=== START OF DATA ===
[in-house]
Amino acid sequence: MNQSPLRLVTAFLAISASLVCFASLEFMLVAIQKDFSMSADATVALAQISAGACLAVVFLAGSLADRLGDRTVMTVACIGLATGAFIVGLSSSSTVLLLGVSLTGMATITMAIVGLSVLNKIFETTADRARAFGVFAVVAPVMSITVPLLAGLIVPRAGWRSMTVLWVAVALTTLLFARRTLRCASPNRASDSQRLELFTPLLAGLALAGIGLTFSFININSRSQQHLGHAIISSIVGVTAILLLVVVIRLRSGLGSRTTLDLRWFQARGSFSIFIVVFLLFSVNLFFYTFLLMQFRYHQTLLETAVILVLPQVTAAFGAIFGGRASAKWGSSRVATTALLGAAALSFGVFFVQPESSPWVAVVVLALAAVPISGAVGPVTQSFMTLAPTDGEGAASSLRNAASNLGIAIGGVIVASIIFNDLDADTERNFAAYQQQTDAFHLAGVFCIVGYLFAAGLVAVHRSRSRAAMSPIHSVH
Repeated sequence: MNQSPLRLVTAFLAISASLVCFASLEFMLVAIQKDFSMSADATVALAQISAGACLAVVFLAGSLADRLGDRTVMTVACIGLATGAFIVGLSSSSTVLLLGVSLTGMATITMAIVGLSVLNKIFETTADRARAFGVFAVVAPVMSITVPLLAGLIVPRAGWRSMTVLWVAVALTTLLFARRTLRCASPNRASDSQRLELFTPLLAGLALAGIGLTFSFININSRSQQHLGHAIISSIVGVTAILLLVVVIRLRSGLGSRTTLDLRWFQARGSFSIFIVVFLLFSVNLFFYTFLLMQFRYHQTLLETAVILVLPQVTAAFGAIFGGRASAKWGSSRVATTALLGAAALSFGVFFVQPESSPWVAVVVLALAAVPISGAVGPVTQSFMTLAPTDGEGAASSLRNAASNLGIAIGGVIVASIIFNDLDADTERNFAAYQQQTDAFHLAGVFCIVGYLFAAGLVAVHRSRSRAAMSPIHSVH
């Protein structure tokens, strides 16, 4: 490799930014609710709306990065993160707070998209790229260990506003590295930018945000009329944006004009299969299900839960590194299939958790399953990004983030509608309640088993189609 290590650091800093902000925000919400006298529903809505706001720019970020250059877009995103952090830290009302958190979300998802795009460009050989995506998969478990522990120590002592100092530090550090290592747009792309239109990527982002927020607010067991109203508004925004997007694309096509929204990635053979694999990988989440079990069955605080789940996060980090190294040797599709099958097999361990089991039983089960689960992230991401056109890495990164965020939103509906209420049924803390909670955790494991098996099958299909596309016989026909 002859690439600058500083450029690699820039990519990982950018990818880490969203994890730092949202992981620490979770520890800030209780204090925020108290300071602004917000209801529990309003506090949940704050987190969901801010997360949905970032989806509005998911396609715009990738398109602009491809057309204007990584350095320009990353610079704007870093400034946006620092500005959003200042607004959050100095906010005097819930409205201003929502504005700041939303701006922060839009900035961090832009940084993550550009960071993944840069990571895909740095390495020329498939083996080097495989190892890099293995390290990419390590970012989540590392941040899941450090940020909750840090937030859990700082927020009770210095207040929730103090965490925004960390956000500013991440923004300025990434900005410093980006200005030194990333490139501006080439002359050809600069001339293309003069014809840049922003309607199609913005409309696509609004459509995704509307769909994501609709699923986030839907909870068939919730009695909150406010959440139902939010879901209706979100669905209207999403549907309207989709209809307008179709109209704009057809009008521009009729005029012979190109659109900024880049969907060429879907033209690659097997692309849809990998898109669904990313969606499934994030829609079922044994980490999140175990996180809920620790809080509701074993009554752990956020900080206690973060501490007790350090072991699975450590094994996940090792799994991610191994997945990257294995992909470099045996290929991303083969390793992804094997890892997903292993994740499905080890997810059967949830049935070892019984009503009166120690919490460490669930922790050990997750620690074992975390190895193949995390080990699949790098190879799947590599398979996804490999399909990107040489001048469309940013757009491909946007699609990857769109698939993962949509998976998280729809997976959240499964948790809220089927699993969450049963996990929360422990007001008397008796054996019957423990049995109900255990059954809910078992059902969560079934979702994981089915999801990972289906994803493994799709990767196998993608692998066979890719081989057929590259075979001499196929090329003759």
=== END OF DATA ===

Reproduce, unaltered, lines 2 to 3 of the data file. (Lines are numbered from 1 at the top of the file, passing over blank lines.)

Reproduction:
Amino acid sequence: MNQSPLRLVTAFLAISASLVCFASLEFMLVAIQKDFSMSADATVALAQISAGACLAVVFLAGSLADRLGDRTVMTVACIGLATGAFIVGLSSSSTVLLLGVSLTGMATITMAIVGLSVLNKIFETTADRARAFGVFAVVAPVMSITVPLLAGLIVPRAGWRSMTVLWVAVALTTLLFARRTLRCASPNRASDSQRLELFTPLLAGLALAGIGLTFSFININSRSQQHLGHAIISSIVGVTAILLLVVVIRLRSGLGSRTTLDLRWFQARGSFSIFIVVFLLFSVNLFFYTFLLMQFRYHQTLLETAVILVLPQVTAAFGAIFGGRASAKWGSSRVATTALLGAAALSFGVFFVQPESSPWVAVVVLALAAVPISGAVGPVTQSFMTLAPTDGEGAASSLRNAASNLGIAIGGVIVASIIFNDLDADTERNFAAYQQQTDAFHLAGVFCIVGYLFAAGLVAVHRSRSRAAMSPIHSVH
Repeated sequence: MNQSPLRLVTAFLAISASLVCFASLEFMLVAIQKDFSMSADATVALAQISAGACLAVVFLAGSLADRLGDRTVMTVACIGLATGAFIVGLSSSSTVLLLGVSLTGMATITMAIVGLSVLNKIFETTADRARAFGVFAVVAPVMSITVPLLAGLIVPRAGWRSMTVLWVAVALTTLLFARRTLRCASPNRASDSQRLELFTPLLAGLALAGIGLTFSFININSRSQQHLGHAIISSIVGVTAILLLVVVIRLRSGLGSRTTLDLRWFQARGSFSIFIVVFLLFSVNLFFYTFLLMQFRYHQTLLETAVILVLPQVTAAFGAIFGGRASAKWGSSRVATTALLGAAALSFGVFFVQPESSPWVAVVVLALAAVPISGAVGPVTQSFMTLAPTDGEGAASSLRNAASNLGIAIGGVIVASIIFNDLDADTERNFAAYQQQTDAFHLAGVFCIVGYLFAAGLVAVHRSRSRAAMSPIHSVH